Both for professional bass anglers and those who engage in crankbait fishing for recreational purposes, summertime is unarguably the best time to go bass fishing for obvious reasons. For starters, this period marks the end of the bass spawning season. Hence, they migrate in droves looking for food from shallow to deep waters. Due to their population at this time, they tend to be more aggressive in their search for food, and are more likely to be caught chasing baits like crankbaits.
Before embarking on a fishing expedition, there are 2 factors you need to take into consideration: the depth of the water and where you intend to fish (open waters like rivers, or lakes/reservoirs). These factors will help determine the type of fishing gear you should carry along. Many bass fishermen will tell you that a crankbait is the best bait you can use for bass fishing in any depth of water. This is because they act as natural “lures” for bass, resulting in a higher productivity ratio for those who use them in bass fishing.
Basic tips for selecting crankbaits
The ability to identify the different types of crankbaits is perhaps the first step towards productive cranking. When selecting crankbaits for your summertime cranking expedition, you should consider some fundamental factors like the color of the baits, the style/design, and the depth of dive. However, of the 3, the depth of dive is perhaps the most important factor to consider. Depth wise, crankbaits are categorized into 3: shallow divers, medium divers, and deep divers.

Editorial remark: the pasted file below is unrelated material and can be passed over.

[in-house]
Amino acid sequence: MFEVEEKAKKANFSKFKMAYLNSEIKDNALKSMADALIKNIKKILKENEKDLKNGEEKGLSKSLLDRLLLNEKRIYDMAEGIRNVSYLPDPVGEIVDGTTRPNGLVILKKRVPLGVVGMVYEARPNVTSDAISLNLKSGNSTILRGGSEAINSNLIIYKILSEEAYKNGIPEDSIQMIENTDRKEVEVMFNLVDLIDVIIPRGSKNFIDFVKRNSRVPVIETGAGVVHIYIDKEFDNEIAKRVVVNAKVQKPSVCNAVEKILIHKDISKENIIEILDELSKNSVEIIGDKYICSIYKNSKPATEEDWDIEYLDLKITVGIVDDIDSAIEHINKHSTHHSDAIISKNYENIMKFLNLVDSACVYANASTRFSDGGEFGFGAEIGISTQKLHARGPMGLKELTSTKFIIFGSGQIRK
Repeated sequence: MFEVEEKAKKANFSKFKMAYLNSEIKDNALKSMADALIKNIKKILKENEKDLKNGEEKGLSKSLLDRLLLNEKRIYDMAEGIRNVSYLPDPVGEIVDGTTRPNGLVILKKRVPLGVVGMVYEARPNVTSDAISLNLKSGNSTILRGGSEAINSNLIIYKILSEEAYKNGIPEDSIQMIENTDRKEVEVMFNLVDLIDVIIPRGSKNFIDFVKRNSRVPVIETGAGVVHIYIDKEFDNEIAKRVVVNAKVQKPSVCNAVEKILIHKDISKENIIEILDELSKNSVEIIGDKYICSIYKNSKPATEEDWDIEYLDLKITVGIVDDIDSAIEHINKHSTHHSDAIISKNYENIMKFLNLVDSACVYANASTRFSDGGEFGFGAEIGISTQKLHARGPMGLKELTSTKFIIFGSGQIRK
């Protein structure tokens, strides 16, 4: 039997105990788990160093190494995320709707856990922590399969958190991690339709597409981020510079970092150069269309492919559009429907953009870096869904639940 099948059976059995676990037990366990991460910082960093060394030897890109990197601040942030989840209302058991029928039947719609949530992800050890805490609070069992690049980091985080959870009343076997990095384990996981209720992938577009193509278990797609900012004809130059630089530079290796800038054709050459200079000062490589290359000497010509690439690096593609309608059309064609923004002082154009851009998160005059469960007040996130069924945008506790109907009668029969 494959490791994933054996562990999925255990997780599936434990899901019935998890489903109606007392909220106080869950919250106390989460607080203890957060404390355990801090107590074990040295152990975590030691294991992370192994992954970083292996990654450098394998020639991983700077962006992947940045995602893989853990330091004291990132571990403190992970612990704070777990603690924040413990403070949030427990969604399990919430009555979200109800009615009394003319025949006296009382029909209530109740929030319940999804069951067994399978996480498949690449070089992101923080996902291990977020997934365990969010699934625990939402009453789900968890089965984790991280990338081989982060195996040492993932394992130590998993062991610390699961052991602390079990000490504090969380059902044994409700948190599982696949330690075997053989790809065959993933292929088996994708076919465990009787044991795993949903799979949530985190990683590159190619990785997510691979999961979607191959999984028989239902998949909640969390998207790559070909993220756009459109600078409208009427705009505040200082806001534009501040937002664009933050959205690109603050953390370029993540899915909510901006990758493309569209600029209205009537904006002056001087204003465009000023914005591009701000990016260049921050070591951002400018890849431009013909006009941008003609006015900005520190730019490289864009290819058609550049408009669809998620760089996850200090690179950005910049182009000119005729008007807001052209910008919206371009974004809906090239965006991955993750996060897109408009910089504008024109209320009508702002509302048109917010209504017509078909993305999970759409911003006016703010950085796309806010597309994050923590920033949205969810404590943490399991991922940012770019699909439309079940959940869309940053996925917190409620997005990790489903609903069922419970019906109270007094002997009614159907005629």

The depth to which your chosen crankbait will dive is also determined by other factors like bait design, size of the line, and cranking speed (for retrieval). To achieve greater cranking depth, run the crankbait more slowly using a lighter line with longer cast. Furthermore, crankbaits with longer bills are more suitable for luring deeper diving bass. For best results, a general rule of thumb is to adjust the depth with the height of the rod tip and the retrieval speed.
Ideal spots for bass crankbaiting
- Boulders and other large rocks: bass are more inclined to be found around these spots, and crankbaits have proven to be more effective here. This is because when they bounce off the rock surface, they tend to agitate the bass into a frenzy of activity.
- Ledges and drop-offs of various depths: for deep diving bass, these areas are ideal spots to go crankbaiting.
- Logs and clusters of debris: these clusters provide a lot of cover for bass which naturally flock there in droves.
- Mud flats and gravel banks: although these areas are naturally shallow, they hold a lot of natural bait for bass. Hence, you will almost always find bass here.
My favorite cranks
- Lucky Craft D20 – Ghost minnow (deep diver)
- Lucky Craft SKT 120DR – Ghost Baby Bluegill (magnum baits)
An important point to note is that big billed crankbaits are not very effective for cranking in areas with weeds, moss or grass unless you crank them over underwater weed beds or along the edges of weed banks.